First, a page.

Painting and Finishing Aircraft Models
There are a variety of how-to books out there that cover the painting and finishing of aircraft models, but one doesn't stand out in particular for me on the techniques that work for me. Everyone has a slightly different approach to painting a model and you still see hand-painted models beating out airbrushed models on the contest tables. For what it is worth, let me share my techniques for aircraft painting and finishing. I've seen what the artists who can hand-paint models turn out. I'm not one of them, so I'll stick to my trusty airbrush. I found my level of success versus frustration is directly proportional to the use of good tools.
1. Air Brushes
There are many different brands of airbrushes out there, but they essentially break down into two types: single action and double action. A single action airbrush maintains a constant air pressure at the nozzle when the trigger is pressed and the air pressure is adjusted at the compressor/regulator. Paint flow is adjusted by moving the paint nozzle in or out of the airstream. On a Pasche single action airbrush, this is done by adjusting (screwing) the paint nozzle at the tip.
Double action airbrushes can feel odd initially (like you're afraid to chew gun or breathe when using the brush) because you are using the same trigger to regulate airflow AND paint flow. The harder you press down on the trigger, the more air pressure is released through nozzle (up to whatever pressure level you've set in the regulator). The more you slide that same trigger rearward, the more paint can flow into the airstream. Full down and rear on the trigger and you're getting maximum air and paint moving through the airbrush. Once you get the hang of the double action airbrush, you can shift from covering larger areas with color to drawing a demarcation line for a camouflage color at the mere twitch of a finger.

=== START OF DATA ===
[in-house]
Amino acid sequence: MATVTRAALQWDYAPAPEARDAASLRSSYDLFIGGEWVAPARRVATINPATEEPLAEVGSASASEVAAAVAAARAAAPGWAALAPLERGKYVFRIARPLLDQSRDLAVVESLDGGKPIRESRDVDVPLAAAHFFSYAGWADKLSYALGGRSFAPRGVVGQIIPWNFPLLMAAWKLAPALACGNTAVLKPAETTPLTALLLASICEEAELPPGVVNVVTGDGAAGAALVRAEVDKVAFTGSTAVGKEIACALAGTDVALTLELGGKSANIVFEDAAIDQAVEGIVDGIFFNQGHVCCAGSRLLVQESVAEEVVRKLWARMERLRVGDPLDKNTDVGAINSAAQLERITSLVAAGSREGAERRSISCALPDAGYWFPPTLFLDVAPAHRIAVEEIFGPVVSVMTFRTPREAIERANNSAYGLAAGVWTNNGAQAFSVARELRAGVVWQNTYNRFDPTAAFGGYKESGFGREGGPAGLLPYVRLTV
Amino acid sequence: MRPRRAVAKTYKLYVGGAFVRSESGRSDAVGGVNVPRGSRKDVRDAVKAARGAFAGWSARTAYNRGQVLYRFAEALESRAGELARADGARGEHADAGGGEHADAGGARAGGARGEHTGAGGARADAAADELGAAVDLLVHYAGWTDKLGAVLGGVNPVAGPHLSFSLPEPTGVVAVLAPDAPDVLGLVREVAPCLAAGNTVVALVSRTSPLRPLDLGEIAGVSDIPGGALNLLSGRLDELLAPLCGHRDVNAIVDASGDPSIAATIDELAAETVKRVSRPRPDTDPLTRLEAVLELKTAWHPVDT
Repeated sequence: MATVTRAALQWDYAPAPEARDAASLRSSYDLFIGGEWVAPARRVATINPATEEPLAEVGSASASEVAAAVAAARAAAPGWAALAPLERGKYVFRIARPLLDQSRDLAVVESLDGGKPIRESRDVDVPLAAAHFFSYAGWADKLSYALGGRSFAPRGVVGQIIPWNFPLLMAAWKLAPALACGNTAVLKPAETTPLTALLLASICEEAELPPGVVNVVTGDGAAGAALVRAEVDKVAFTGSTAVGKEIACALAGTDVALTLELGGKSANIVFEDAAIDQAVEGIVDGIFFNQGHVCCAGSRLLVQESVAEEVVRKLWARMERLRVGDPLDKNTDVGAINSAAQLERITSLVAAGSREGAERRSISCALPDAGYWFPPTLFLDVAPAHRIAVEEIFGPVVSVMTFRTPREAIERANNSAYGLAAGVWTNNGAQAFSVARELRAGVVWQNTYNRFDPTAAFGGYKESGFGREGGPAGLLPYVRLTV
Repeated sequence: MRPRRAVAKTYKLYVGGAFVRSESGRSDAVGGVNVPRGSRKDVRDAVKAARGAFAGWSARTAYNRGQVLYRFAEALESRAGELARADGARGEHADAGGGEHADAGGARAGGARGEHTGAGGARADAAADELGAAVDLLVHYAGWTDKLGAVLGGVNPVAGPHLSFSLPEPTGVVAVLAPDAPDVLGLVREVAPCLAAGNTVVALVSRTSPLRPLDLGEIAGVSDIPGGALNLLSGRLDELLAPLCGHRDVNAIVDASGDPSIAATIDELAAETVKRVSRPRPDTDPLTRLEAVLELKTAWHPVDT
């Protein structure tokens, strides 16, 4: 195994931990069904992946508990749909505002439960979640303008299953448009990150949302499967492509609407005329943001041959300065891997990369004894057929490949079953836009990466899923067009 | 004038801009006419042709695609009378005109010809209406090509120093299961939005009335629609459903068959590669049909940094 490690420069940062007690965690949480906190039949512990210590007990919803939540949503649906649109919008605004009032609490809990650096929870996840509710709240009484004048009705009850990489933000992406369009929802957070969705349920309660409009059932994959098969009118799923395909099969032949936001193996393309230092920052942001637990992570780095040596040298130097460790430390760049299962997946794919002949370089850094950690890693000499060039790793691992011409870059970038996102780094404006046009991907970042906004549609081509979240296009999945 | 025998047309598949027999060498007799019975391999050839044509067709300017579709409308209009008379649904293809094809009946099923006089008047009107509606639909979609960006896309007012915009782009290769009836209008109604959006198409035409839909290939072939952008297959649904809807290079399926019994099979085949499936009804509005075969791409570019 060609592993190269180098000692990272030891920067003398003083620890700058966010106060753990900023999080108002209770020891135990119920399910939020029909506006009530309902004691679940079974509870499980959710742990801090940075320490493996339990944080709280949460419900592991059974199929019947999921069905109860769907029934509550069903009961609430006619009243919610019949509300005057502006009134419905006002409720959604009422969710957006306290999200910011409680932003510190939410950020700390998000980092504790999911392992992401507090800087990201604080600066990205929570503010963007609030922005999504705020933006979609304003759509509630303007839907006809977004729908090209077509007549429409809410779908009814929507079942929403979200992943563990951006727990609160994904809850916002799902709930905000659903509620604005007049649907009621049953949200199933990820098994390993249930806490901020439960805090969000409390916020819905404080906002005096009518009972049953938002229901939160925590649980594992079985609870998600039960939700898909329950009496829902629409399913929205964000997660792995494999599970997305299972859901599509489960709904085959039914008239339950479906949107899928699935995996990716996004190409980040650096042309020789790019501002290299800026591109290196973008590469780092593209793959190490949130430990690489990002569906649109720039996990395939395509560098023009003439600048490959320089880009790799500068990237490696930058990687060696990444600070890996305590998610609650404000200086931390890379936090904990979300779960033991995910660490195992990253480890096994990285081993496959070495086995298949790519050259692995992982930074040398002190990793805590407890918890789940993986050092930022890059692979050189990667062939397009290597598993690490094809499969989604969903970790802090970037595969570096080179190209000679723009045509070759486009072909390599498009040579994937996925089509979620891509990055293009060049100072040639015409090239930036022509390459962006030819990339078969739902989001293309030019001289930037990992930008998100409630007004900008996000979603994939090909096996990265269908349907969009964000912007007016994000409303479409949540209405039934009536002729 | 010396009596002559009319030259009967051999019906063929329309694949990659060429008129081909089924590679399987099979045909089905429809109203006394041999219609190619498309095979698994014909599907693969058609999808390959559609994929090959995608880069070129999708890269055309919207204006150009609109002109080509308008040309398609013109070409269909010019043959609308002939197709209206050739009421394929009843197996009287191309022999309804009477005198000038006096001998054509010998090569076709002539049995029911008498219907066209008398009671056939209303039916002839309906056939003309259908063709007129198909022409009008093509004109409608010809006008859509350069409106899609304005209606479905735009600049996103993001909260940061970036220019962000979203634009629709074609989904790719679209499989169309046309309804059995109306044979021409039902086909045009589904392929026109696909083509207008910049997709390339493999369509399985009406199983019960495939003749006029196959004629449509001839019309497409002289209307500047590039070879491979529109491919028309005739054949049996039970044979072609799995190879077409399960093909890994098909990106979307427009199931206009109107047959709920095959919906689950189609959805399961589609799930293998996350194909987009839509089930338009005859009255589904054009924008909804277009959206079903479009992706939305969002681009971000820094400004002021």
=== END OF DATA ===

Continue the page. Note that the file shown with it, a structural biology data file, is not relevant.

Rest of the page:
I learned to airbrush with the Paasche H (single action), moved on to a Badger double action, and have had the pleasure of trying a wide variety of brands over the years. All of the airbrushes on my bench now are made by Iwata as they are well-made and haven't given me the maintenance problems of my previous airbrushes.
Years ago, I started out with one of those typical piston pump compressors that would pulse air through the airbrush, and while it did an okay job, the diaphragms would wear out every year or so, and the pump itself wouldn't last much longer than two diaphragms. Why? They are designed for 30-35 psi output and these compressors run continuously whether you're spraying or not. If you airbrush at 30-35 psi, you won't be able to paint small areas with precision but you can do one heck of a job spraying out that base coat!